Planet X: SLOWING Rotation 1
A member of our Troubled Times group has done some investigation into
the Navy database of dates/times for this or that, and something very
interesting has emerged! The Navy has, it appears, manipulated their
data in the area of Equinox and Full Moon. Bear with me, as Ive got
the graphs that were produced from the data. The message from the
individual who gend these graphs is at the bottom of this post. If you
think the Navy is precise, this guy is Mister Precision (he is the same
individual who noted that his watches and clocks were running faster by
a minute and some seconds per year recently, and who the heck notices
1. It seems the days/hours between Full Moons not only moves
about within a year (I noticed a long swing between 10 and
15 hours within a year) but over years also. This is related
to a longer or shorter perihelion for the Earth, I gather.
Please note on the PERIHELION CHART
that there are regular peaks of long perihelion years in 1994,
1997, 2000. Thus, the increase in time between full moons
I noted from 1998 to 2000 was just the normal variable.
Stay tuned ...
2. If the days between perihelion are longer, then it would stand
that equinox and full moon days for the year would likewise
be longer. How do you have a longer perihelion year but the
days between equinox or full moon over that year get shorter?
But please note the EQUINOX CHART goes bloopy around
the 1994 time frame. Why?
3. Now the full moon days likewise should grow longer and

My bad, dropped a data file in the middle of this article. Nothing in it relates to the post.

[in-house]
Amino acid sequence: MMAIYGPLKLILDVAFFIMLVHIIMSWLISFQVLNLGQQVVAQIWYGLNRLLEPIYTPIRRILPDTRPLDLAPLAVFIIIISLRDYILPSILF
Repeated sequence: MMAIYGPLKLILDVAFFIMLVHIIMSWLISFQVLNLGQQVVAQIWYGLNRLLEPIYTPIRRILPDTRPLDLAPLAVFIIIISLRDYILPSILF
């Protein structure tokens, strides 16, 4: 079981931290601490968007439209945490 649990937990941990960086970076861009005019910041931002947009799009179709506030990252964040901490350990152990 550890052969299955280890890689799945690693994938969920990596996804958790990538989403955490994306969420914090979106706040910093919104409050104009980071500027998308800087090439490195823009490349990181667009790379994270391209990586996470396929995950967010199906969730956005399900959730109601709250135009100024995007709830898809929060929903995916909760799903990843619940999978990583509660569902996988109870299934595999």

shorter along with the perihelion days for the year, but this
likewise goes bloopy not only around 1994 but 1997, big time!
Below, the quoted message:
Well I have good news and bad news.
The good news is I was able to verify Nancy's numbers for the
average, 1999, and 2000. I got real close to the same thing at
least the same first 4 significant figures.
I used the data at site:
and put the full moon date and time in a spread sheet for the
years from 1990 to 2001. I used the first full moon of each
year and counted up the number of full moons during the
year. Subtracted the Jan current year from Jan full moon
date-time next year to get number of days-fractions then
divided by number of full moons for the year to get
an average. The calculations took into to account leap
years by adding an extra day as needed.
The bad news is I don't see the same slowing down trend
when taking into account all the years 1990 to 2001. In
fact the trend is a bit toward shorter time. See the
I then thought about finding some data on the earths
rotation around the sun and plotting it to see if it would
show the same result.
This time I plotted the time between Perihelion date and
time each year in chart:
and then plotted the time between Equinoxes of each
year see chart:
Bottom Line: Nothing is showing anything very definite
as far as I can tell.
One thing I don't know is - How often is the date on
the aa.usno.navy.mil site in these tables updated to reflect
actual measurements (if it ever really is) rather than